Me Before You (2016)

Me Before You (film).jpgSobs before Script

Director: Thea Sharrock
Running Time: 110 Minutes
Starring: Emilia Clarke, Sam Clafin, Janet McTeer, Charles Dance, Brendan Coyle, Matthew Lewis

There's nothing wrong with a film wanting to elicit an emotional reaction, it can often lead to powerful moments that stay with viewers. Yet one wonders, has a recent picture been more desperate to have the audience in tears?

After being laid off from a cafe, Louisa Clarke (Emilia Clarke) must find a new job to help her family. She finds work as a caregiver for Will Traynor (Sam Clafin), a former banker who's been left paralysed from a motorcycle accident. Their relationship has a rocky start, as her bubbly personality fails to gel with his cynical mood, but you can guess where this is going.

For first-time director Thea Sharrock, her need to deliver emotionally manipulative material comes at the expense of other items. When viewed from afar, it can be easy to dismiss the tale as bog standard Nicholas Sparks, and screenwriter Jojo Moyes does little to dispel this. You'd be forgiven for not knowing Matthew Lewis appears, due to his absence from the promotional material, which is a reflection of how all treat his character. His character of Patrick clearly loves Louisa, his longtime girlfriend, wanting to share in a future with her while being overly enthusiastic about his hobby, buy he's merely portrayed as an obstacle.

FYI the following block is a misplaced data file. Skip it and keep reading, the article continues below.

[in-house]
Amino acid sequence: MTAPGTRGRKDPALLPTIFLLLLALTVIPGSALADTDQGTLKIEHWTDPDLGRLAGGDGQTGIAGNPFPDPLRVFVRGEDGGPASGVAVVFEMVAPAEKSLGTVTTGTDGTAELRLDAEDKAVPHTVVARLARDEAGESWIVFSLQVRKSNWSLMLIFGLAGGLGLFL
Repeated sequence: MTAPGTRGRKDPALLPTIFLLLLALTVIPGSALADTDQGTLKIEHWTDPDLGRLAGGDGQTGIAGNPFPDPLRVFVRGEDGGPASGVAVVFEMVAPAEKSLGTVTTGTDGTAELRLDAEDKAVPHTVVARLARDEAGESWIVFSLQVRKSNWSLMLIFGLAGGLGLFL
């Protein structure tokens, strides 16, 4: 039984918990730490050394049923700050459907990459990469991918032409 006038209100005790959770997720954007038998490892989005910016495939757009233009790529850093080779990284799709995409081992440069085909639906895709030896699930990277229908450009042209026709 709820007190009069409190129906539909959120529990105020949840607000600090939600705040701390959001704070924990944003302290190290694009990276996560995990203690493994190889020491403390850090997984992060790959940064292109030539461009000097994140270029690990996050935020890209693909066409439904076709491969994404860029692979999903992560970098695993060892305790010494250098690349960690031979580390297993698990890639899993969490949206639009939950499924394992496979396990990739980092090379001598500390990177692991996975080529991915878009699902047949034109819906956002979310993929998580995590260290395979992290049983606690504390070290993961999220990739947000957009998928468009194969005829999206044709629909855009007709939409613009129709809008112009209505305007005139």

As for the central couple, things are problematic. Sam Clafin puts decent work into Will Traynor, but it doesn't mask how his character's constantly blunt and cold until the plot requires him to not be (as opposed to the character naturally developing over the runtime). Emilia Clarke seems to be attempting quirky in as forced a way as possible. Both the performers have proven themselves as talented, which makes it a shame the various problems get in the way of their chemistry.

Director Thea Sharrock's focus on getting audiences to cry leaves Me Before You in disarray, as seemingly all other elements are left to languish. A picture that feels like a studios reaction to the success of The Fault in Our Stars.